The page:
• Weight control– Moderate exercise can help you maintain a normal weight, which has a positive effect on stroke and heart disease. Keeping a trim and toned body will improve overall health.
  • Improve Cholesterol– Exercise will help lower your low-density lipoprotein (LDL) or “bad” cholesterol and boost levels of the so-called “good” cholesterol or high-density lipoprotein (HDL). A high LDL is a known risk factor for heart disease.
  • Decrease Diabetes risk– Diabetes is more than just a risk factor for a-fib, it also increases your chances of having a heart attack or stroke. Exercise is known to help reduce your risk of diabetes.

Stay with me…

Atrial Fibrillation Awareness
Eat, Live Heart Healthy
  • Fewer atrial fibrillation episodes– Consistent exercise can help maintain a regular heartbeat and keep a-fib episodes at bay when compared to just managing risk factors without weight loss.
  • Reduce heart attack and heart failure– If you have a-fib, you are also at higher risk for heart attack. Exercise is one of the best ways to lower this risk through weight control and lower blood pressure, also lower cholesterol levels.
  • Better quality of life– If you exercise, you will feel better and have more energy throughout the day. This will have an impact of benefits on your life and lifestyle.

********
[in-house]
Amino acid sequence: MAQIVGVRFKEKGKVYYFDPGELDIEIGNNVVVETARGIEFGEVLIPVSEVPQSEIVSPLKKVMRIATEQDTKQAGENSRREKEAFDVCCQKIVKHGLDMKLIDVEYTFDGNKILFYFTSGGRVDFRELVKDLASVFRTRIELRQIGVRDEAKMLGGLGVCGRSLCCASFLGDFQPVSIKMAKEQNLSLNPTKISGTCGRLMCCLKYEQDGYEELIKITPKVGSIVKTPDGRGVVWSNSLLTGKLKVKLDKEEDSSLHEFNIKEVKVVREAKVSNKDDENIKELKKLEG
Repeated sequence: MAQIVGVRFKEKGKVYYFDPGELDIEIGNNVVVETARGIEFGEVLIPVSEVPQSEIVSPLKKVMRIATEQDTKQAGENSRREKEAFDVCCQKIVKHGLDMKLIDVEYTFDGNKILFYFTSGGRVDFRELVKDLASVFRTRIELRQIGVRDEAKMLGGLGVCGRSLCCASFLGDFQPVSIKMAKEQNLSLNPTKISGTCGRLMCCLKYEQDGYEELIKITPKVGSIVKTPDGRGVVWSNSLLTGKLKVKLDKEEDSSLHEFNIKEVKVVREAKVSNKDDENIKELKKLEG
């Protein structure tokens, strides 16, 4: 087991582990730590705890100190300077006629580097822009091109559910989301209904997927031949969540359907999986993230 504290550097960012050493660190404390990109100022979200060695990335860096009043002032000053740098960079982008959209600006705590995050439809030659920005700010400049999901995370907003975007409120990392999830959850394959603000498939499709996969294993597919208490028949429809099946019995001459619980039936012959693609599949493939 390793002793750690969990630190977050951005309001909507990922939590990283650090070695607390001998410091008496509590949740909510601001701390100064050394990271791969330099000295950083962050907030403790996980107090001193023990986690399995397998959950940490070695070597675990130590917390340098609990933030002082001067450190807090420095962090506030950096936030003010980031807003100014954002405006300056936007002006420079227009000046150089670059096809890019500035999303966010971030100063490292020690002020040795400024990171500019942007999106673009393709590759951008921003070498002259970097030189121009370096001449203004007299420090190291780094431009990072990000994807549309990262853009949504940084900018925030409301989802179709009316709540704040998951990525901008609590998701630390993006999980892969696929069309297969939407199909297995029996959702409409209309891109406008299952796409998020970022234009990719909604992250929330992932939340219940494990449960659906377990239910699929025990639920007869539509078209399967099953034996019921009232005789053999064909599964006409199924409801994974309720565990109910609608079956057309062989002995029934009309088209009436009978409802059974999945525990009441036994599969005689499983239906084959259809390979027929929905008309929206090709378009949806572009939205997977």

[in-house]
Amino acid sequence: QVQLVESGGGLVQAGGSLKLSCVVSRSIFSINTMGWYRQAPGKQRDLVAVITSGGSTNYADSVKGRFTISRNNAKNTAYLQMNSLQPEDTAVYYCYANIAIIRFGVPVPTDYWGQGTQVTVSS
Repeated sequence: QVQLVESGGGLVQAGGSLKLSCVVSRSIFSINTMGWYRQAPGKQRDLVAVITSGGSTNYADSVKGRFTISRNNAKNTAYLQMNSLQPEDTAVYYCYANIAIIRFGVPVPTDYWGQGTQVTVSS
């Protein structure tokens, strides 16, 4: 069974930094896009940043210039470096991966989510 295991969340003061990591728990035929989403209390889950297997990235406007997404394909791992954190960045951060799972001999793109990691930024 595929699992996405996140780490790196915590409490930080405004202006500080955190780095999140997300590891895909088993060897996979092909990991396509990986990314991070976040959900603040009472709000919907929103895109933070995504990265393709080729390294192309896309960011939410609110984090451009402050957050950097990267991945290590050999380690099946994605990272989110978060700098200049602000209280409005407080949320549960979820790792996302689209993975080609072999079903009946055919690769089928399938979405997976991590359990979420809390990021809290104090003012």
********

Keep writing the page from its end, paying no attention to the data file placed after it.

What does exercise do for you?

  • Lower blood pressure- High blood pressure significantly increases the risk of stroke and heart disease. Exercise helps keep your blood pressure levels in the safety zone.
  • One study in the American Heart Journal found that exercise could improve quality of life for people with a-fib. Exercise is also a natural antidepressant, which can help improve your mood and your outlook on life.
  • There are benefits to physical activity that are helpful if you have a-fib, including slowing your heart rate and lowering your blood pressure. Having a good quality of life is an important goal and exercise can help relieve anxiety and stress.

Exercise can’t Correct A-Fib

Atrial Fibrillation can make exercising difficult because your heart may begin to race. A racing heart can make your blood pressure drop and cause you to feel faint. In this case, strenuous exercise can be more harmful than helpful. In many cases exercising with Atrial Fibrillation can help you live a stronger life. There is no cure for A-Fib, only treatment.

How can you stop A-Fib?

Ways to stop an A-Fib episodes include taking slow deep breathes. It is believed that yoga can be beneficial to those with A-Fib. Anything that calms your mind and heart is beneficial to less episodes.

What are some risks of Atrial Fibrillation?

1. Age 65 or older (people under this age have been known to have a-fib symptoms)
2. Sleep Apnea
3.Diabetes
4. Heavy Alcohol use
5. Prior heart attacks
6. heart disease, such as congestive heart failure and coronary artery disease.
7. Smoking
8. Obesity
9. Overactive thyroid
10. Stroke

Moderate to vigorous exercise may help prevent atrial fibrillation, according to a study in the May 2020 issue of The American Journal of Cardiology.
Seeking medical attention early may help reduce the chance of A-Fib leading to a more serious condition. Always discuss any exercise regimen with your doctor prior to starting.

If you want to read more on the benefits of yoga, Heart Health and A-Fib, go to my other website at yogahealthbenefitsarticle.com

Thank you for stopping by my website. If you’d like to leave a comment below or have any questions, feel free. I’d love to hear from you.

All the Best,

Sherry